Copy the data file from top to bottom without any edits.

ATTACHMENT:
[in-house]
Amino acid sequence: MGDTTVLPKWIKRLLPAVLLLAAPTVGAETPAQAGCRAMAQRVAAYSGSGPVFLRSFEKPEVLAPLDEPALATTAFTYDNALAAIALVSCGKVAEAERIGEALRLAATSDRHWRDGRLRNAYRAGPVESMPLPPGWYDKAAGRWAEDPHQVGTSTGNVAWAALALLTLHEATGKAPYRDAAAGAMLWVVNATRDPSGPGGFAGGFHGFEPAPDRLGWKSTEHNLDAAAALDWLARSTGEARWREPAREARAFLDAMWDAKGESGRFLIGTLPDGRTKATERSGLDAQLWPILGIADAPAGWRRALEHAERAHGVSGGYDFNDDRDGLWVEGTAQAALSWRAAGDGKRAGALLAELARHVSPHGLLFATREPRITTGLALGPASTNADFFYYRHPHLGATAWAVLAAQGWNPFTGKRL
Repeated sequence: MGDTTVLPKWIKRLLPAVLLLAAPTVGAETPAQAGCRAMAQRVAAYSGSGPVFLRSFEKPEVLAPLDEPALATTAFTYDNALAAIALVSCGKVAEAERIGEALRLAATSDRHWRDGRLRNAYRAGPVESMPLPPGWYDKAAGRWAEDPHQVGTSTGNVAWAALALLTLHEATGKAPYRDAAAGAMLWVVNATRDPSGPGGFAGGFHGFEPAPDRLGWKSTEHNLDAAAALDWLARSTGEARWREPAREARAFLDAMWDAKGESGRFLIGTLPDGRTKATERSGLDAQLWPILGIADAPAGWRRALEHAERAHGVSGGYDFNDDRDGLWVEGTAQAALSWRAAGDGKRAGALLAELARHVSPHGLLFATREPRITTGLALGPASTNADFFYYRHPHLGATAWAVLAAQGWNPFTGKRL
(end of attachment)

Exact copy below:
[in-house]
Amino acid sequence: MGDTTVLPKWIKRLLPAVLLLAAPTVGAETPAQAGCRAMAQRVAAYSGSGPVFLRSFEKPEVLAPLDEPALATTAFTYDNALAAIALVSCGKVAEAERIGEALRLAATSDRHWRDGRLRNAYRAGPVESMPLPPGWYDKAAGRWAEDPHQVGTSTGNVAWAALALLTLHEATGKAPYRDAAAGAMLWVVNATRDPSGPGGFAGGFHGFEPAPDRLGWKSTEHNLDAAAALDWLARSTGEARWREPAREARAFLDAMWDAKGESGRFLIGTLPDGRTKATERSGLDAQLWPILGIADAPAGWRRALEHAERAHGVSGGYDFNDDRDGLWVEGTAQAALSWRAAGDGKRAGALLAELARHVSPHGLLFATREPRITTGLALGPASTNADFFYYRHPHLGATAWAVLAAQGWNPFTGKRL
Repeated sequence: MGDTTVLPKWIKRLLPAVLLLAAPTVGAETPAQAGCRAMAQRVAAYSGSGPVFLRSFEKPEVLAPLDEPALATTAFTYDNALAAIALVSCGKVAEAERIGEALRLAATSDRHWRDGRLRNAYRAGPVESMPLPPGWYDKAAGRWAEDPHQVGTSTGNVAWAALALLTLHEATGKAPYRDAAAGAMLWVVNATRDPSGPGGFAGGFHGFEPAPDRLGWKSTEHNLDAAAALDWLARSTGEARWREPAREARAFLDAMWDAKGESGRFLIGTLPDGRTKATERSGLDAQLWPILGIADAPAGWRRALEHAERAHGVSGGYDFNDDRDGLWVEGTAQAALSWRAAGDGKRAGALLAELARHVSPHGLLFATREPRITTGLALGPASTNADFFYYRHPHLGATAWAVLAAQGWNPFTGKRL